Kanye West “Yeezus” Review: Lyrical Misses Amidst Musical Powerhouse

Photo Credit: www.allhiphop.com

Kanye’s ego-driven sixth solo album is a lyrical mess but a musical masterpiece.

Kanye might be one to constantly reinvent himself, but “Yeezus” will still be a mark in his discography, the moment where his music truly hit revolutionary ground. “Yeezus” is an eclectic work, resulting in what has to be the first ever industrial rock / hip-hop pairing. This is the result of Daft Punk, Rick Rubin and Bon Iver frontman Justin Vernon all showing up with writing and producing credits.

Musically, “Yeezus” is a sonic experience. West’s rapping is mixed over blends of house and industrial music, with dramatic tonal shifts at any moment. “I Am a God” switches from rapping to ambient screaming at one point. The music lands anywhere from personal to terrifying, in a way that flows throughout the whole album. It feels minimalistic, too, despite the genre blending and the originality. Rubin was brought in to make a more stripped-down sound. West released no singles for the album, because hearing a track on the radio would diminish its feeling of placement as musically, the album can only be appreciated as a whole.

West’s lyrics lack any sort of flow, providing a surprising disappointment for the album. They are effective on every song, but there is no zeitgeist, no general theme. Songs like “I Am a God” and “New Slaves” aim to make some serious notes on culture, while “I’m In It” is nothing more than a crude song about sex. With no flow, the statement songs are less effective because they sound like rants, even if they’re well-written and well-performed. Each track, individually, has great lyrics, but not the album as a whole. Still, “Yeezus” is a powerhouse of originality, worthy of all the attention it is receiving.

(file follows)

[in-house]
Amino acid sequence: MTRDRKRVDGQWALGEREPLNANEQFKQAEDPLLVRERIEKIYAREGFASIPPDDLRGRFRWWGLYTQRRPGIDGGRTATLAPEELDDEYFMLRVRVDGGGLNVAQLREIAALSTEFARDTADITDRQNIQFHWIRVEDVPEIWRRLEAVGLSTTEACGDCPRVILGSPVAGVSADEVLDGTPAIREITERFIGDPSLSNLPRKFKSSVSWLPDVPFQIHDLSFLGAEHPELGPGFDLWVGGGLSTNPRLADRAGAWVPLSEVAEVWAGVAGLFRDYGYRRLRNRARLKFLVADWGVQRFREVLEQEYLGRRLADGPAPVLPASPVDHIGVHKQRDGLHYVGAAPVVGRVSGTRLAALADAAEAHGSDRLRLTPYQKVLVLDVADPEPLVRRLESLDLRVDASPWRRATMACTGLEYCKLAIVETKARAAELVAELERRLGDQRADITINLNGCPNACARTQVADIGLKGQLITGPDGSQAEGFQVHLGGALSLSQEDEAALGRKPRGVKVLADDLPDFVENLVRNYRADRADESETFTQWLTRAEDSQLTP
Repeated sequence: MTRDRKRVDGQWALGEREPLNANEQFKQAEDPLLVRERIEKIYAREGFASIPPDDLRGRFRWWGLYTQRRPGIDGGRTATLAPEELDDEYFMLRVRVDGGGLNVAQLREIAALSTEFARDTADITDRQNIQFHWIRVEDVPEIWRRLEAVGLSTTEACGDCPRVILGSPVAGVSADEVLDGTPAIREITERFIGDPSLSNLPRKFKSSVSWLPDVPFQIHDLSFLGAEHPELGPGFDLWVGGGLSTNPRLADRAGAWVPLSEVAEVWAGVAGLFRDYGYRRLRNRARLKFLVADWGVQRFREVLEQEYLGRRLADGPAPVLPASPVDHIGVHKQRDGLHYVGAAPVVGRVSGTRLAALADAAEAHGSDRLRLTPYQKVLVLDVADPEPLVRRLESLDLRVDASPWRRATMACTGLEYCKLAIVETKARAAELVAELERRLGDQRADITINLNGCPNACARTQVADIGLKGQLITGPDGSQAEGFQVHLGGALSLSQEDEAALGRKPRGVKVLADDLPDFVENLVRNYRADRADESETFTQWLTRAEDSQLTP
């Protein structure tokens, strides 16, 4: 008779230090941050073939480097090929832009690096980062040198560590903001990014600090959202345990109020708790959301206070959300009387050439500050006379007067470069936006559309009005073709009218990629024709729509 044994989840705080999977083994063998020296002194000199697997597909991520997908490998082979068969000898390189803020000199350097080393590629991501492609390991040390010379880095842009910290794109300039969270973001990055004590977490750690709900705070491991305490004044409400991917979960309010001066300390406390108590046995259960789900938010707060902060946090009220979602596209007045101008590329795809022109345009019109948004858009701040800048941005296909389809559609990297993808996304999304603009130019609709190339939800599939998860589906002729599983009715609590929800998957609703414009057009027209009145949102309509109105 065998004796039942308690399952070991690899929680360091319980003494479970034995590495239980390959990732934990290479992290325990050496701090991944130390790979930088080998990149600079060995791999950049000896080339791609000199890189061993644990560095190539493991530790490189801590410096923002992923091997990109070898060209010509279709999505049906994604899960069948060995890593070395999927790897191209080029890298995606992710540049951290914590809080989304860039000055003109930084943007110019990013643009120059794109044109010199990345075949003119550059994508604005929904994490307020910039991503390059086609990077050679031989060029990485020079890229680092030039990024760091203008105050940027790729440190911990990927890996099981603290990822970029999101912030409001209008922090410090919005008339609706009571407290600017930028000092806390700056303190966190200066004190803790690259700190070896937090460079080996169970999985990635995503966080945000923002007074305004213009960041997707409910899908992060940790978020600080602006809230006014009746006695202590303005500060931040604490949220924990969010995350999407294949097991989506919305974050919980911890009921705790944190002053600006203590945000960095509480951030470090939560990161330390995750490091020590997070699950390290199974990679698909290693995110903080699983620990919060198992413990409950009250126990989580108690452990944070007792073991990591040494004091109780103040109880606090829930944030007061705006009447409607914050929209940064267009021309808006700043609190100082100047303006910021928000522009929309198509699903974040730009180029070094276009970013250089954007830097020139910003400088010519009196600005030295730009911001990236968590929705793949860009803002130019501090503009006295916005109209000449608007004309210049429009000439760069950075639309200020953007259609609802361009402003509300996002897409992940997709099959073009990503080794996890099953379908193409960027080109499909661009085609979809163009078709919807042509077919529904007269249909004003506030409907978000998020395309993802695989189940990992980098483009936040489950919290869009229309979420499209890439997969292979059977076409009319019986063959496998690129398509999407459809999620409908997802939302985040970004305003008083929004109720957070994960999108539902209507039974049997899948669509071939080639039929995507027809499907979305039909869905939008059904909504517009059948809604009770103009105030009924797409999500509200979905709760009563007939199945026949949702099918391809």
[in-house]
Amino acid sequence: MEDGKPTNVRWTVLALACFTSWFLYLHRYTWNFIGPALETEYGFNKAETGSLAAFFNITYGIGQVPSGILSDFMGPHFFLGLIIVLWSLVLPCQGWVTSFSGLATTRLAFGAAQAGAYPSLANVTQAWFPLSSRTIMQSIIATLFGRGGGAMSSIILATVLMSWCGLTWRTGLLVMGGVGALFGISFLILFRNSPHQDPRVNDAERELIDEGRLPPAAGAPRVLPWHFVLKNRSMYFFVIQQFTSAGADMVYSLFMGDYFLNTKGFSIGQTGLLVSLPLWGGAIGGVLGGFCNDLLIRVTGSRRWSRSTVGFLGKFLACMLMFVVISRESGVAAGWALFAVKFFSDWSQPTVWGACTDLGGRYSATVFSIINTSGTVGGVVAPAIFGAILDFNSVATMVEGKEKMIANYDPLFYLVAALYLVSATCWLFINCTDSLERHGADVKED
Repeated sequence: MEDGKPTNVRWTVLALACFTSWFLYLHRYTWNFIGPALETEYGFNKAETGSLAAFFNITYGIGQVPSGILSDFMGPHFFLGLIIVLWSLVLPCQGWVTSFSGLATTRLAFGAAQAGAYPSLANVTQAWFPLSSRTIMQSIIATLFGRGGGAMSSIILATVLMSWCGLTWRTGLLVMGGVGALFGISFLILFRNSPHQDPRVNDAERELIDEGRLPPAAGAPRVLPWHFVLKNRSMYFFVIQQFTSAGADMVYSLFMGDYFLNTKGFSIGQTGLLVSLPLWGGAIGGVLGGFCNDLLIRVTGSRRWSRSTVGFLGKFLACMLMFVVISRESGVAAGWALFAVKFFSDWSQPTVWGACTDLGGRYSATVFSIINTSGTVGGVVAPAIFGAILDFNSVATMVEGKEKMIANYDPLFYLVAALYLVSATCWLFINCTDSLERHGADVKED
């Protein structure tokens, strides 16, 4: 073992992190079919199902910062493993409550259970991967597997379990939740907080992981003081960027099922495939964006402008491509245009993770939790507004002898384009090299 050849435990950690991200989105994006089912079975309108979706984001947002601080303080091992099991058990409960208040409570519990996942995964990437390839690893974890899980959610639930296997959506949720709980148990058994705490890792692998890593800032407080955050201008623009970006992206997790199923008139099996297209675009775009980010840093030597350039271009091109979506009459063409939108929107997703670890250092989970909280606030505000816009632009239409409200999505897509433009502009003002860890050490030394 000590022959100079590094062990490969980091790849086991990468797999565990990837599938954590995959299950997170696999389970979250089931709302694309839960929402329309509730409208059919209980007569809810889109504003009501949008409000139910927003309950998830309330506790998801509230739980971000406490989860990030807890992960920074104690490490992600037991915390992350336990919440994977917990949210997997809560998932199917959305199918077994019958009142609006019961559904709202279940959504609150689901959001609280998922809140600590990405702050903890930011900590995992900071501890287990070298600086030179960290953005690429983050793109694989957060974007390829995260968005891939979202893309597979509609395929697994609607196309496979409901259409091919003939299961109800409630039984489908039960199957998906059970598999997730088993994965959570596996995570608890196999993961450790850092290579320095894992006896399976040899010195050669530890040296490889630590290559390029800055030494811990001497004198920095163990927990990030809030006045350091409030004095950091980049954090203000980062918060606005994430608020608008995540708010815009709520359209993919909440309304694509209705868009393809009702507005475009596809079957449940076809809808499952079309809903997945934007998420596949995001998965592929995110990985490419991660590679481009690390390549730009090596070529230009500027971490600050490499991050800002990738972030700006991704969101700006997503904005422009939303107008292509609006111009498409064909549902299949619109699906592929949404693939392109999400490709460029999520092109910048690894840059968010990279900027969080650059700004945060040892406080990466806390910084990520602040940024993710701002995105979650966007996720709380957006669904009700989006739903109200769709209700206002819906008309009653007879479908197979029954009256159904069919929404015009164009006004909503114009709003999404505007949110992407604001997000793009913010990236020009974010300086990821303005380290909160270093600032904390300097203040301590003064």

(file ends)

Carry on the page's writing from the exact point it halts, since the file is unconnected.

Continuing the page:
Grade: B+

By Andrew McNally

One Response to Kanye West “Yeezus” Review: Lyrical Misses Amidst Musical Powerhouse

  1. Nick Beliveau says:

    Just gave it a listen today and Kanye once again is my favorite producer in rap, but probably my least favorite rapper. His claims of being a God would mean more if he wasn’t just rapping about bitches and cars like every other rapper out there for pretty much the whole album. When he runs out of thoughts, he adds lines such as, “Fuck them other niggas cause I’m down with my niggas” which is just generic filler. I really was hoping to actually see some of Kanye as a person through this album and unfortunately I think I did. He seems to worship money and really love himself as much as the news shows he does.

    On another note, the production is incredible. I personally have never heard a rap album with a style like he brings to this one. I think I’d enjoy this album better without the vocals because I just can’t handle Kanye’s lyrics.

    Overall not a bad listen but I was hoping for a lot more in the way of artistic expression and meaning because of the hype behind the album, but its Kanye so I guess I might have had expected too much.

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